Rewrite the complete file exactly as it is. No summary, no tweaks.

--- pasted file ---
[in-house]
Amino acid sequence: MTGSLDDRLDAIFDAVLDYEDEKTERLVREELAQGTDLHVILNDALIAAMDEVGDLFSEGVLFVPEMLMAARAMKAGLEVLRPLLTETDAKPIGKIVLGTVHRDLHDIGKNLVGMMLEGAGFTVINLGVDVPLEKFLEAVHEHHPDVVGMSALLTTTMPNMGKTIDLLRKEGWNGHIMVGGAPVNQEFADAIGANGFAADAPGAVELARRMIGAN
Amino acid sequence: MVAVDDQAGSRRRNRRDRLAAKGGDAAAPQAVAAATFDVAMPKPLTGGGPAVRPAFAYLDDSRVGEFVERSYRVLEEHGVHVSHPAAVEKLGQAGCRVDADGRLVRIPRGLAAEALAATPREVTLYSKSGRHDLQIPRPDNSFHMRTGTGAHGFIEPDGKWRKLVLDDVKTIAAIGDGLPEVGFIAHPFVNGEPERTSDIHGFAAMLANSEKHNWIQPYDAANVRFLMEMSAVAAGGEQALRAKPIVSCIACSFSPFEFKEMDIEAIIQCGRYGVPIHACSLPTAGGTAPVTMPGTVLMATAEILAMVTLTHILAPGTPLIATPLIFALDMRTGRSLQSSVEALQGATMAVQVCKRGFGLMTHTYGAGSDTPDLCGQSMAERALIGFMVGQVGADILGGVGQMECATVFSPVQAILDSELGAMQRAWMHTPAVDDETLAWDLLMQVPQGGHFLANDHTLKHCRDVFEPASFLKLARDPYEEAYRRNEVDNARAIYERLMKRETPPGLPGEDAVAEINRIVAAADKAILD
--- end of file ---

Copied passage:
[in-house]
Amino acid sequence: MTGSLDDRLDAIFDAVLDYEDEKTERLVREELAQGTDLHVILNDALIAAMDEVGDLFSEGVLFVPEMLMAARAMKAGLEVLRPLLTETDAKPIGKIVLGTVHRDLHDIGKNLVGMMLEGAGFTVINLGVDVPLEKFLEAVHEHHPDVVGMSALLTTTMPNMGKTIDLLRKEGWNGHIMVGGAPVNQEFADAIGANGFAADAPGAVELARRMIGAN
Amino acid sequence: MVAVDDQAGSRRRNRRDRLAAKGGDAAAPQAVAAATFDVAMPKPLTGGGPAVRPAFAYLDDSRVGEFVERSYRVLEEHGVHVSHPAAVEKLGQAGCRVDADGRLVRIPRGLAAEALAATPREVTLYSKSGRHDLQIPRPDNSFHMRTGTGAHGFIEPDGKWRKLVLDDVKTIAAIGDGLPEVGFIAHPFVNGEPERTSDIHGFAAMLANSEKHNWIQPYDAANVRFLMEMSAVAAGGEQALRAKPIVSCIACSFSPFEFKEMDIEAIIQCGRYGVPIHACSLPTAGGTAPVTMPGTVLMATAEILAMVTLTHILAPGTPLIATPLIFALDMRTGRSLQSSVEALQGATMAVQVCKRGFGLMTHTYGAGSDTPDLCGQSMAERALIGFMVGQVGADILGGVGQMECATVFSPVQAILDSELGAMQRAWMHTPAVDDETLAWDLLMQVPQGGHFLANDHTLKHCRDVFEPASFLKLARDPYEEAYRRNEVDNARAIYERLMKRETPPGLPGEDAVAEINRIVAAADKAILD